Why We Externalize Our Feelings and the Power of Claiming Them
Updated: May 30, 2019
On a daily basis clients come into session and talk about things that bother them, the hurts, the pains, the traumas, the fears. We’ve noticed when things get deeply personal, it often sounds like this:
“You know, everyone feels this way. You’re hurt when someone you love tells you they want to kill themselves.”
“When you hear words like that from your mom, you hurt.”
“When you go through something like a car wreck, you get scared.”
I’d imagine you understand, as we counselors do, that when we talk like this, when we say “you hurt’, what we really mean is, “I hurt” or “I was scared, I AM scared now.” So why do we do this? It’s almost instinctual to change our “I’s” to “You’s.” The answer is that we instinctually guard against vulnerability. We guard against exposing our human pain to the possible rejection of another human being. In a nutshell, it’s scarier to say “I hurt. I am scared,” than it is to say "you hurt." "When that happens to you, you hurt."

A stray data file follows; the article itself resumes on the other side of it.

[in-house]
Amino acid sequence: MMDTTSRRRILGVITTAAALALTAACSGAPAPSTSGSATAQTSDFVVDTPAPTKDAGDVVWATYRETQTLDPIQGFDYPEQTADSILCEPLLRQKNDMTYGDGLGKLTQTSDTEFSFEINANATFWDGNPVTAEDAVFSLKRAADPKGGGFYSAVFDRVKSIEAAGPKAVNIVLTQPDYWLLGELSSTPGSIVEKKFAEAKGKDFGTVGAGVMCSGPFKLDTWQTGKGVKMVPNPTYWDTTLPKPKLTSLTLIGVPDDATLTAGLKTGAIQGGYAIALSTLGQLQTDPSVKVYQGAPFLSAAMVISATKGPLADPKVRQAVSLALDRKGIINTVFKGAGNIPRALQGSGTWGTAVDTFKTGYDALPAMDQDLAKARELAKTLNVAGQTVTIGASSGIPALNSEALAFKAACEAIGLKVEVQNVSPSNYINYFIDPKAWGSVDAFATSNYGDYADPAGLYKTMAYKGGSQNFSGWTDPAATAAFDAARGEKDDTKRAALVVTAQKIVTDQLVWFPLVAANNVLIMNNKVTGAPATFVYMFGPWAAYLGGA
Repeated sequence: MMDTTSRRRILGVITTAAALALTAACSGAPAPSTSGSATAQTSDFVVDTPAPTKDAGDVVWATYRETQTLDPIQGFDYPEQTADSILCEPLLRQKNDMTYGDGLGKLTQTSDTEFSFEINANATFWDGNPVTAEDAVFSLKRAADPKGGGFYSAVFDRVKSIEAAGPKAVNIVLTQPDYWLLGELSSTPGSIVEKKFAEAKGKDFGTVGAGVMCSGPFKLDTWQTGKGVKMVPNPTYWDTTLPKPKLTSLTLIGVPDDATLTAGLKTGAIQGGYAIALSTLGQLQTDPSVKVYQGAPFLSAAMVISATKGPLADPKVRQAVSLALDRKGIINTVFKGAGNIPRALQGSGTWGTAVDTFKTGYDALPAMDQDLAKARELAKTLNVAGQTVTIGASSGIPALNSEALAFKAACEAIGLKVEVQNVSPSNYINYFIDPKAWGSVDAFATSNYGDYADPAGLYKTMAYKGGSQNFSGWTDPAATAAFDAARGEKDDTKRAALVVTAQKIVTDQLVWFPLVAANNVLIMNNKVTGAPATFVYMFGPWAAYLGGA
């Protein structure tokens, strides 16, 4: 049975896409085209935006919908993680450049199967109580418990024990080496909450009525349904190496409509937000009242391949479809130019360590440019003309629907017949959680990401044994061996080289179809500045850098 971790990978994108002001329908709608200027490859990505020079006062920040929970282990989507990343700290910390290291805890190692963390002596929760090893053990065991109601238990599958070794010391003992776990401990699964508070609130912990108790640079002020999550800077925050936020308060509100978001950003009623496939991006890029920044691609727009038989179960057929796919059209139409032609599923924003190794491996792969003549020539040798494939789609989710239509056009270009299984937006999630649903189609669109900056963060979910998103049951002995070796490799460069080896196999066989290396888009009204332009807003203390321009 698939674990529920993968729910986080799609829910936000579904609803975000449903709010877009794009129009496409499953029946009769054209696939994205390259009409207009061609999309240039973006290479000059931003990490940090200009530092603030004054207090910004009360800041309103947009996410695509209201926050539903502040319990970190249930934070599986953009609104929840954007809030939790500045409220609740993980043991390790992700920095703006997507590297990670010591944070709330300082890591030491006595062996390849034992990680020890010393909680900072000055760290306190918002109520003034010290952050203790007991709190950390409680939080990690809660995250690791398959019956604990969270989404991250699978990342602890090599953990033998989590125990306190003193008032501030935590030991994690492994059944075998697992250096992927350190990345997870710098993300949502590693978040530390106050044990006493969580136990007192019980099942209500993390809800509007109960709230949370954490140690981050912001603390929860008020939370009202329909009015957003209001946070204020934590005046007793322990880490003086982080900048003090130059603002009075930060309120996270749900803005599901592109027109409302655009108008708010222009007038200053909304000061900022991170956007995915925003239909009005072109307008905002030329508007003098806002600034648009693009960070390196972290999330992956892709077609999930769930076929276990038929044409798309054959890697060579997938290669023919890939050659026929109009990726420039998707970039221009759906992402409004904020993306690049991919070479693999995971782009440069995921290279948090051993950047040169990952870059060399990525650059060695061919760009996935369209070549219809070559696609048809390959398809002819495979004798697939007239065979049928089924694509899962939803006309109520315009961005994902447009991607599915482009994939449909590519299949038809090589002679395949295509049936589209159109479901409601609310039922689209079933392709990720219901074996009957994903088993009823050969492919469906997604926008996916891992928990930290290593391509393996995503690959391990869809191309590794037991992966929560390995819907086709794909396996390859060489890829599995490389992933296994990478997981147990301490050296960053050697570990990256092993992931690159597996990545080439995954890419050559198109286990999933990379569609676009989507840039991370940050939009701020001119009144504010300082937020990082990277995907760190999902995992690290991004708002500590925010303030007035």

When we change our “I’s” to “You’s” however, we rob ourselves of our own experience in the pain. We hide from other people and rob ourselves of the opportunity to connect with another person in our pain, to witness our pain and those are the very things that HEAL our pain.
I have an adage I often tell my clients when we are walking through pain:
"We name it, we claim it, we feel it, we heal it.”
Using our “I’s” is how we claim our own pain. Because no, YOU didn’t go through it, and NO, not EVERYONE experiences it or feels it. YOU felt it… "I felt it and it hurt ME!"
That’s a terrifying proposition to claim your own pain, but primary to healing.